by Andrew Friedman
Israel will launch its first environmental research satellite, VENµS, into space on August 2 on the “Vega” launcher from French Guiana. The satellite, which stands for “Vegetation and Environment Monitoring on a New Micro Satellite,” is a flagship project of the Israel Space Agency (ISA) and its French counterpart CNES.
Ben Gurion University of the Negev said in a release that the new satellite will be Israel’s first scientific observation satellite to conduct agricultural and ecological research. Ben Gurion Professor Arnon Karnieli, the head of the university’s Remote Sensing Laboratory at the Jacob Blaustein Institute for Desert Research in Sde Boker is the lead Israeli researcher on the project, together with French counterpart is Dr. Gerard Dedieu of CESBIO.
The satellite is s expected to launch from the Guiana Space Center in Kourou at 4:58 AM Israel time on Wednesday.
The university said that environmental research satellites have become increasingly important in recent years in light of rising environmental hazards such as population overcrowding, the dwindling of arable land, pollution and natural disasters. The satellite will track agricultural fields and other natural areas, recording data about the status of the land, foliage, forestation, agriculture, quality of water sources, and more. The satellite will transmit images of the chosen research sites every two days, worldwide, to Karnieli and Dedieu. The first images are expected to be available to researchers on November 1.
Science, Technology and Space Minister Ofir Akunis commented, “Israel is renowned the world over for its courage and innovation, elements which are expressed in the technological development of VENµS as well. We are filled with pride to see this long-awaited project of the best engineers and researchers in Israel led by the Israel Space Agency and the French Space Agency (CNES) reach fruition.”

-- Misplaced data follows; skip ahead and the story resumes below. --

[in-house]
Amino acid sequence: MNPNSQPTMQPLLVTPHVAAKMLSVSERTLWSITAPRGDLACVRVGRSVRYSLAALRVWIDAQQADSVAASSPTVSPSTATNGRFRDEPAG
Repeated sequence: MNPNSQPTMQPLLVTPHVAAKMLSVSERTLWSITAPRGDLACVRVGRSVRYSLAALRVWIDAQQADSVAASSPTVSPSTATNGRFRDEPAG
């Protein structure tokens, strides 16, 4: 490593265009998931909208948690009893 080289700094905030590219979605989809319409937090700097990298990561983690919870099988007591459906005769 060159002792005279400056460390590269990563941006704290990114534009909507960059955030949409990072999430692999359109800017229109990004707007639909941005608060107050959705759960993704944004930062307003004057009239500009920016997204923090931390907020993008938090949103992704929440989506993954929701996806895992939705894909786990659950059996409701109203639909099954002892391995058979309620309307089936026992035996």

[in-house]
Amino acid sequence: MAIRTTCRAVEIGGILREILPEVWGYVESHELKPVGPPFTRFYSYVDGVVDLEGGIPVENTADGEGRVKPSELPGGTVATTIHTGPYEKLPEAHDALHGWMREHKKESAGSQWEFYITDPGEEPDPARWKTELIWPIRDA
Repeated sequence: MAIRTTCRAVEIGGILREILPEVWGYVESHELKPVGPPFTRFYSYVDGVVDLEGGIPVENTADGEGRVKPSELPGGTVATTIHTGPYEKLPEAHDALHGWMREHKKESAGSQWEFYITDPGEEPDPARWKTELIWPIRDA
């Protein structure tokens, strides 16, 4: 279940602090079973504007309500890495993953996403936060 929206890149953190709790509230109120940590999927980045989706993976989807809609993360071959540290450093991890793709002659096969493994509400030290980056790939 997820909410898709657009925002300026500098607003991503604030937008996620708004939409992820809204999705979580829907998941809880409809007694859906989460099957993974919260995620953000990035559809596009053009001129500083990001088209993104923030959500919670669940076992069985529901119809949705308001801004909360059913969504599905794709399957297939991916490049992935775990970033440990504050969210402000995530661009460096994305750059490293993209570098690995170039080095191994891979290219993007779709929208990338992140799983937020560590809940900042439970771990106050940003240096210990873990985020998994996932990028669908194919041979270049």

The micro satellite, built by Israel Aerospace Industries (IAI), will weigh 265 kg at launch and will enter a geo-synchronous orbit at a height of 720 kilometers within two days of the launch. The first signal from the satellite is expected five and a half hours after the launch. The satellite will orbit the Earth 29 times each 48-hour cycle and is expected to remain in orbit for 4.5 years, after which the satellite will move to a lower orbit 410 kilometers from Earth.
VENµS is equipped with a special camera that scans the earth in 12 wavelengths, far more detail than the human eye can discern. According to Prof. Karnieli, this will enable the scientists to better quantify the state and dynamics of vegetation at the chosen research sites.
“The combined unique characteristics of the satellite, including a high spatial resolution of five meters, high spectral resolution of 12 narrow bands, and high revisit time of two days, is essential for monitoring agricultural crops in accordance with the concept of ‘precision agriculture’,” says Karnieli.
“This concept allows the farmer to see the spatial and temporal changes of his crops not just on the scale of the entire field, but on an intra-field scale of small plots. It helps the farmer to conserve his resources and to protect both the land and groundwater from surpluses of water, fertilizers, and pesticides.”
Karnieli will create a national archive of the images, which will be available for research purposes but not commercial ones. In the future, they will serve as an important climate change tracking resource as images from future satellites will be able to be compared to the VENµS images.
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